About the harness, I didn't mean use the harness with the drop leash, but for walks on a regular lead. The drop leash I have works perfectly and never gets tangled anywhere Jayne goes. The leash was designed for going through brush without getting tangled and doesn't pick up burrs. If it gets tangled around a tree, it just keeps sliding until it becomes untangled. (Here's what it looks like.)

The main problem with the shock collar is that you said the dog seems to have been abused in the past. He didn't grow up with the shock collar, he's not used to it and doesn't know that you're trying to use it to make him happy(even if it was used, it obviously wasn't used in the right manner if he's so skittish). Coming from an abusive past, how do you think he'll react to a shock?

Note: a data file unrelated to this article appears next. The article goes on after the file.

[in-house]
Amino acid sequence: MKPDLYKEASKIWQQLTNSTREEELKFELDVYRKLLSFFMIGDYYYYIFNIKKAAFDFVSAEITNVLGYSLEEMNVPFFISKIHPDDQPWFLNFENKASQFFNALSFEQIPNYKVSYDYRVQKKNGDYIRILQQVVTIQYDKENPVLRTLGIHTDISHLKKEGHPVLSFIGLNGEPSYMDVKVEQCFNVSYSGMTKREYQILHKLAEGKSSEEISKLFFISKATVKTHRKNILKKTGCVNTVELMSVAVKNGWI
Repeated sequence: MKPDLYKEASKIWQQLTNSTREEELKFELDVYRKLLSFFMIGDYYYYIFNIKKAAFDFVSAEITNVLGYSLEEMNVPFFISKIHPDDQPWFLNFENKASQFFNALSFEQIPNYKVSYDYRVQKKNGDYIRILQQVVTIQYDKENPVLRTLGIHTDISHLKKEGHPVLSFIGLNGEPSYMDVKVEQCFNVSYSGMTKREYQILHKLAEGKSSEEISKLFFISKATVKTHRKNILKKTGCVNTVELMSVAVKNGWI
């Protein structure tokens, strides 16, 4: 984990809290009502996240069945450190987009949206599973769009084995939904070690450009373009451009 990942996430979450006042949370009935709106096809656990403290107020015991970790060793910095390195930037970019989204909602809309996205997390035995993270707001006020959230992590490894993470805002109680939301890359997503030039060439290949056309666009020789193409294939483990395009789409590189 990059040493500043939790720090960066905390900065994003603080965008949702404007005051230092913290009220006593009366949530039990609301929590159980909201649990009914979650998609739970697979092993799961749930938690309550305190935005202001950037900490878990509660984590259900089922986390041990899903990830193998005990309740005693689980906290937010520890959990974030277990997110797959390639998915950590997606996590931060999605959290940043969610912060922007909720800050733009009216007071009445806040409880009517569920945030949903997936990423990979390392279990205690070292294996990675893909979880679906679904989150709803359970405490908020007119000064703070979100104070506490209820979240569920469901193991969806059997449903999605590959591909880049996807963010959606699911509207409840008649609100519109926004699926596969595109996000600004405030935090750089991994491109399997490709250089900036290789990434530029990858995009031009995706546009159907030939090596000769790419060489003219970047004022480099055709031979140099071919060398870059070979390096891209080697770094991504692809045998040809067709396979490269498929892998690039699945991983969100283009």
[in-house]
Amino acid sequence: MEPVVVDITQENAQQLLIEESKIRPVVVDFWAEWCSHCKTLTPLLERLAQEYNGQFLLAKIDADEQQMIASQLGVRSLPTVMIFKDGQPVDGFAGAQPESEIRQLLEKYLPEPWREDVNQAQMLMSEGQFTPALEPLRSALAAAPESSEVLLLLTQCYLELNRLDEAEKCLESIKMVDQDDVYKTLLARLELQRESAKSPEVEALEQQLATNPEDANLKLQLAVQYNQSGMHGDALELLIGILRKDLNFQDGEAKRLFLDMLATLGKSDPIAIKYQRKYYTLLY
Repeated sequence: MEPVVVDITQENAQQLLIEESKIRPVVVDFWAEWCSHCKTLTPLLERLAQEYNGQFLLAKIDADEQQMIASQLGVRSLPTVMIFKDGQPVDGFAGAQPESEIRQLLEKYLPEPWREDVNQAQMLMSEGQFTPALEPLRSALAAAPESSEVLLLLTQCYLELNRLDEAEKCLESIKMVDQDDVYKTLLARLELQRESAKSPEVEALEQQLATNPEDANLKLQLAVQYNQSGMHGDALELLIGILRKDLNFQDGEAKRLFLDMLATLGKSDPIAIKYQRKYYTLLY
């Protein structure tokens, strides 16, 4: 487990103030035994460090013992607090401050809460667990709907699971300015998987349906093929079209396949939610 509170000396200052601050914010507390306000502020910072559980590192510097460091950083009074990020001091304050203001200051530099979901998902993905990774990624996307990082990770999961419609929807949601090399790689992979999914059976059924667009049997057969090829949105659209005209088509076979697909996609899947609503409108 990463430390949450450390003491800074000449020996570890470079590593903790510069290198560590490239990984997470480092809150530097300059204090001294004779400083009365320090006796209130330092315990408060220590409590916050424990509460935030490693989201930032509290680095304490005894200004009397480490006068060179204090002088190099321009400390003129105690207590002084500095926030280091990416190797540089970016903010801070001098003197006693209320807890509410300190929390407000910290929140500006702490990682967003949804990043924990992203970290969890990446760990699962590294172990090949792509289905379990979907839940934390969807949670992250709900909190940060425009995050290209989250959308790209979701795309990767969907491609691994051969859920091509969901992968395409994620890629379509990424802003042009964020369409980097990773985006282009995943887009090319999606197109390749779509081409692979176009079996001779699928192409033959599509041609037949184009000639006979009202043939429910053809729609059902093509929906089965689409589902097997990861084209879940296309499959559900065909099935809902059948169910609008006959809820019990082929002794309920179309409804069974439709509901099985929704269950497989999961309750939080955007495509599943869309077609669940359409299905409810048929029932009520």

Sorry I still would never drag even the above lead. Where my pack goes it would tangle. Belle doesn't go in a straight line through the brambles.

I have had only one beagle grow up with a shock collar. The rest have been trained for the use of one. Some are well over ten years of age at the time I adopted them and then trained them. Most of them had all sorts of horrible backgrounds. I have also trained one who is severely gun shy. It is like any other type of training in so that it takes time,patience and strong rewards for the dog to be trained. Where so many people go wrong with e collars and invisible fence is that they expect it to be a quick fix. Nothing broken can be fixed overnight. Why do people expect their dog to be any different.